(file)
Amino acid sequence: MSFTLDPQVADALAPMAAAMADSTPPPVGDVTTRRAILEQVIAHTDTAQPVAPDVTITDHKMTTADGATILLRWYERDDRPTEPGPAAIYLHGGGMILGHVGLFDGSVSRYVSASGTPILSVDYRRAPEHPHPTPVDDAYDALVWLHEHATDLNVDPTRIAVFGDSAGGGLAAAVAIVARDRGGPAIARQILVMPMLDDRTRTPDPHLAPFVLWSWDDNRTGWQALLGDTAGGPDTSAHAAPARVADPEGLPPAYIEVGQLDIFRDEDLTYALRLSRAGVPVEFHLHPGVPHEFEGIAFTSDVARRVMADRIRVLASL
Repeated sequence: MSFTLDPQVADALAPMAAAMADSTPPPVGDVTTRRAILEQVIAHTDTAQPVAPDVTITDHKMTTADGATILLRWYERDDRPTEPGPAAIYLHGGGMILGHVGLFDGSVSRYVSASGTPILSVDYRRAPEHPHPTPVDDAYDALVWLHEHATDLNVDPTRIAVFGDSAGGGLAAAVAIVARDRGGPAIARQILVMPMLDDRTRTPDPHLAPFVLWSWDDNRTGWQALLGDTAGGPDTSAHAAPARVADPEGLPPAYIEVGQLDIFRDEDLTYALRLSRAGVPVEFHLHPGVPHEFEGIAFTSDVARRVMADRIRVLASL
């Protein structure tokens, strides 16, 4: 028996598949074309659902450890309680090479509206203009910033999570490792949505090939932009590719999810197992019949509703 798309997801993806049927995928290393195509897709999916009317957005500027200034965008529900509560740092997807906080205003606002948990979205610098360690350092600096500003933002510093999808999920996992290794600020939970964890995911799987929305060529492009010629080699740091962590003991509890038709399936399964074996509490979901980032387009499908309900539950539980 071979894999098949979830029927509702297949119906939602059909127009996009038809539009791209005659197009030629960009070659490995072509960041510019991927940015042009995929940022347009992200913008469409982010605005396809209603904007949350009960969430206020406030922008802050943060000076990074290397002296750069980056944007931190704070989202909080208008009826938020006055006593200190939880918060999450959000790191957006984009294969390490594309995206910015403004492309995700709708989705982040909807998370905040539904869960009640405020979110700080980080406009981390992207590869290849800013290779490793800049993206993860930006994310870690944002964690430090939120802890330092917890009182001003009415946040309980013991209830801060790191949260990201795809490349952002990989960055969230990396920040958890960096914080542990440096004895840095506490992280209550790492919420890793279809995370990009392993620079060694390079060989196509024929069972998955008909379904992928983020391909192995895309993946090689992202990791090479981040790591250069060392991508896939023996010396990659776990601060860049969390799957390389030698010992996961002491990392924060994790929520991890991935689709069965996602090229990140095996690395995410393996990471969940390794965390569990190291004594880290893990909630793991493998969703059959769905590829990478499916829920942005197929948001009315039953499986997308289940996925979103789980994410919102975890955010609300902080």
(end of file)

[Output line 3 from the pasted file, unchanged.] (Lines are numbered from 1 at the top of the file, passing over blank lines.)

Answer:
């Protein structure tokens, strides 16, 4: 028996598949074309659902450890309680090479509206203009910033999570490792949505090939932009590719999810197992019949509703 798309997801993806049927995928290393195509897709999916009317957005500027200034965008529900509560740092997807906080205003606002948990979205610098360690350092600096500003933002510093999808999920996992290794600020939970964890995911799987929305060529492009010629080699740091962590003991509890038709399936399964074996509490979901980032387009499908309900539950539980 071979894999098949979830029927509702297949119906939602059909127009996009038809539009791209005659197009030629960009070659490995072509960041510019991927940015042009995929940022347009992200913008469409982010605005396809209603904007949350009960969430206020406030922008802050943060000076990074290397002296750069980056944007931190704070989202909080208008009826938020006055006593200190939880918060999450959000790191957006984009294969390490594309995206910015403004492309995700709708989705982040909807998370905040539904869960009640405020979110700080980080406009981390992207590869290849800013290779490793800049993206993860930006994310870690944002964690430090939120802890330092917890009182001003009415946040309980013991209830801060790191949260990201795809490349952002990989960055969230990396920040958890960096914080542990440096004895840095506490992280209550790492919420890793279809995370990009392993620079060694390079060989196509024929069972998955008909379904992928983020391909192995895309993946090689992202990791090479981040790591250069060392991508896939023996010396990659776990601060860049969390799957390389030698010992996961002491990392924060994790929520991890991935689709069965996602090229990140095996690395995410393996990471969940390794965390569990190291004594880290893990909630793991493998969703059959769905590829990478499916829920942005197929948001009315039953499986997308289940996925979103789980994410919102975890955010609300902080």